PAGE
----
There are few companies with more powerful global brands than Gillette, and there are even fewer companies that have so successfully used innovation to increase the market strength and consumer appeal of their brands.-James M Kilts, Chairman and CEO
Gillette presents the classic example of innovation as product extension. Gillette used to make razors with one blade, then it made them with two blades, and now it has razors with three blades. That is the all-too-typical view of innovation. And there is nothing wrong with it, except at some point adding another blade is not going to make a substantial difference to how customers perceive the product. More important, this narrow view of innovation is very unlikely to create new markets and new wealth. In today’s economy, it is only radical innovation that will lead to significant growth. -Gary Hamel
Mr Kilts did the smart thing by selling his company to P&G. At the rate at which the blades on the razor were increasing they would have soon run out of space on a man’s face. With one of the strongest brands in the FMCG arena and with a proposition like “The best a man can get”, it is a pity that all they could drum up over the years was more blades, better blades, blades that move around the chin , blades that vibrate . Of course, they also have foams, gels, after shave, deo etc as an afterthought.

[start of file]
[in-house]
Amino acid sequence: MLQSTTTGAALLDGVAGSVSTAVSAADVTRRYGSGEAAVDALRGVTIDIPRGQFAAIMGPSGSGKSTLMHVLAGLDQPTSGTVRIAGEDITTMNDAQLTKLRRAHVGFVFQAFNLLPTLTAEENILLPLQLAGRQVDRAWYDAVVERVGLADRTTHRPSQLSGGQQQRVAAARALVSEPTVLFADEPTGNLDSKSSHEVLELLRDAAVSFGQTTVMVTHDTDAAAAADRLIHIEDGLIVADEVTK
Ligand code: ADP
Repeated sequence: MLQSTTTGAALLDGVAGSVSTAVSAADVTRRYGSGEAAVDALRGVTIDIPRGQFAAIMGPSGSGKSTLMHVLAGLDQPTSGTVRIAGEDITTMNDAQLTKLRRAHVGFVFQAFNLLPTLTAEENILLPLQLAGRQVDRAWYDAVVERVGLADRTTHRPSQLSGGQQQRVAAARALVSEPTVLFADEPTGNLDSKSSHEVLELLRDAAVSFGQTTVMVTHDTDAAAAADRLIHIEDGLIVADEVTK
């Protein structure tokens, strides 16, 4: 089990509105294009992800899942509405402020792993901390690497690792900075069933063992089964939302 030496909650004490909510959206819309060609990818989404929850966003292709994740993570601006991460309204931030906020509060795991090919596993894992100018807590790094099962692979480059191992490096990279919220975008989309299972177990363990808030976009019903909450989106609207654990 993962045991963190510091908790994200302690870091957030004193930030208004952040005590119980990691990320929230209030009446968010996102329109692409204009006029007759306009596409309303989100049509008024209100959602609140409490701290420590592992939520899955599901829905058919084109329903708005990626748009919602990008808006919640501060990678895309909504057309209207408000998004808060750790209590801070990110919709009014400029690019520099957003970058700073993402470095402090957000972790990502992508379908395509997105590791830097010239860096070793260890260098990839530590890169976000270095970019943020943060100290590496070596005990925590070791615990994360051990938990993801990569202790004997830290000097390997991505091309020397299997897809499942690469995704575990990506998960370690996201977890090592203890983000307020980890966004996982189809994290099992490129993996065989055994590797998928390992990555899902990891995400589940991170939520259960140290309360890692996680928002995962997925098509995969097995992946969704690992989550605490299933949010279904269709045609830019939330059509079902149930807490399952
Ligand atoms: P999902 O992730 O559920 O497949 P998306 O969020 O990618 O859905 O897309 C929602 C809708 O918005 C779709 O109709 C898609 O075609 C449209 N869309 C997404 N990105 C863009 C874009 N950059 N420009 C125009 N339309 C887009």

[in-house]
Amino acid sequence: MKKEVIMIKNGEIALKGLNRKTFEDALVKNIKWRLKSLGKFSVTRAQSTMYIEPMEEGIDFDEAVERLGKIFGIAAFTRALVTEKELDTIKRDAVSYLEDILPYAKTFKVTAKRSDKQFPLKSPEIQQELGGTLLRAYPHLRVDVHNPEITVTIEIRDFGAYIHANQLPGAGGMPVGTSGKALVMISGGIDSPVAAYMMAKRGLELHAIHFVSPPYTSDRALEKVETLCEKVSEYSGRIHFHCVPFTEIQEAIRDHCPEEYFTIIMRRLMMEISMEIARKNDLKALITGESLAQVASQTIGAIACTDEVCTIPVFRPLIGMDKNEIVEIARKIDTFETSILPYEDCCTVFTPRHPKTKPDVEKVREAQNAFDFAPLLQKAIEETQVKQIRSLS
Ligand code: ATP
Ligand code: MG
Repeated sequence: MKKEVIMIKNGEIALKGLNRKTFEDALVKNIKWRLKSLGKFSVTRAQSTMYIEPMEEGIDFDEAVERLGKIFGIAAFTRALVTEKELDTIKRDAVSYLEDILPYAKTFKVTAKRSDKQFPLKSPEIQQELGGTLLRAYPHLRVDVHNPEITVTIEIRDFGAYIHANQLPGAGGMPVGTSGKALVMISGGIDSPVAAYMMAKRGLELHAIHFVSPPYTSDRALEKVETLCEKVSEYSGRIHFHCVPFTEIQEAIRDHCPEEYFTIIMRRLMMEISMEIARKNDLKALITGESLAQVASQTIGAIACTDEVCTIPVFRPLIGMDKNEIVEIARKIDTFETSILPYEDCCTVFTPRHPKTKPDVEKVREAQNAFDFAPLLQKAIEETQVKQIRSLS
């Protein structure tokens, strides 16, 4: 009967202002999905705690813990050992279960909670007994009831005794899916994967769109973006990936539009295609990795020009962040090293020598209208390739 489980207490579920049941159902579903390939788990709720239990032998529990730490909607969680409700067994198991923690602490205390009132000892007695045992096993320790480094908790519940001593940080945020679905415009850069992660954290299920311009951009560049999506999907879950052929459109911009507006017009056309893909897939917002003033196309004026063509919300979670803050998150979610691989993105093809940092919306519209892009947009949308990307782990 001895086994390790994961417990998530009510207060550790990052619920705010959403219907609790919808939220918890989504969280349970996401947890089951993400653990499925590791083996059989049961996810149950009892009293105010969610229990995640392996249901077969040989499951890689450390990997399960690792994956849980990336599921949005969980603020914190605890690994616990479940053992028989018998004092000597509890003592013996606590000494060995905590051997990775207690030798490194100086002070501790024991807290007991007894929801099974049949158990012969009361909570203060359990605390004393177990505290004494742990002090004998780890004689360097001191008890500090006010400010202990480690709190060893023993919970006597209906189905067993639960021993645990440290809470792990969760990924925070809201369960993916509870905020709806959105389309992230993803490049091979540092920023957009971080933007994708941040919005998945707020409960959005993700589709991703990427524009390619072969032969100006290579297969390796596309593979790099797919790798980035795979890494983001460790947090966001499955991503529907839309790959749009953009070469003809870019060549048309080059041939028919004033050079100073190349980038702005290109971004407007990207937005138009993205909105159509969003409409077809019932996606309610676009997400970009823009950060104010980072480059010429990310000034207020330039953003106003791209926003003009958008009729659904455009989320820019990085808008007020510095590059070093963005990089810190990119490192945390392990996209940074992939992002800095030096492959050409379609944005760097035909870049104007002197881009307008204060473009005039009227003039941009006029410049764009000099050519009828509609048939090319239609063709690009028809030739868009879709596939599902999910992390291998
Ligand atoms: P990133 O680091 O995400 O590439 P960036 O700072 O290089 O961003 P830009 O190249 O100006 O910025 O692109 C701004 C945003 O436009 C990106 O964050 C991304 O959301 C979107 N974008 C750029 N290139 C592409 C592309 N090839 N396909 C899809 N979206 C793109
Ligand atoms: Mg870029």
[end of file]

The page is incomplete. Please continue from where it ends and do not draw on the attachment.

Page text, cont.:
The Gillette approach to innovation (which started with the SENSOR in late 80s when they faced the threat from the BIC disposable razor) to me is a classic example of big bucks R&D leading to a blockbuster product. This approach is getting outdated. In sharp contrast is P&G’s connect + develop program which is actively seeking technologies and ideas from the outside world , which are relevant to its categories /consumers and which can be successfully commercialised. This is not a covert corporate effort. There is dedicated website for it. There are already 5-6 big hits which have come out of this program and come to think of it P&G with over 1000 Phd scientists has perhaps the largest in-house R&D strength within the FMCG world. This is more than a subtle shift. Every consumer goods company realises that to stay ahead of the game (in an environment of media fragmentation and big retail squeeze ) they don’t just need to Innovate faster and cheaper , but also have REAL innovation , which the consumer values enough to pay a premium for and which the retailer values enough to list it ( without asking for bank breaking listing fees) in his outlets. Imagine going to a WALMART buyer and asking for Shelf space because you are launching a new extension of an established XYZ brand, called XYZ with Aloe Vera.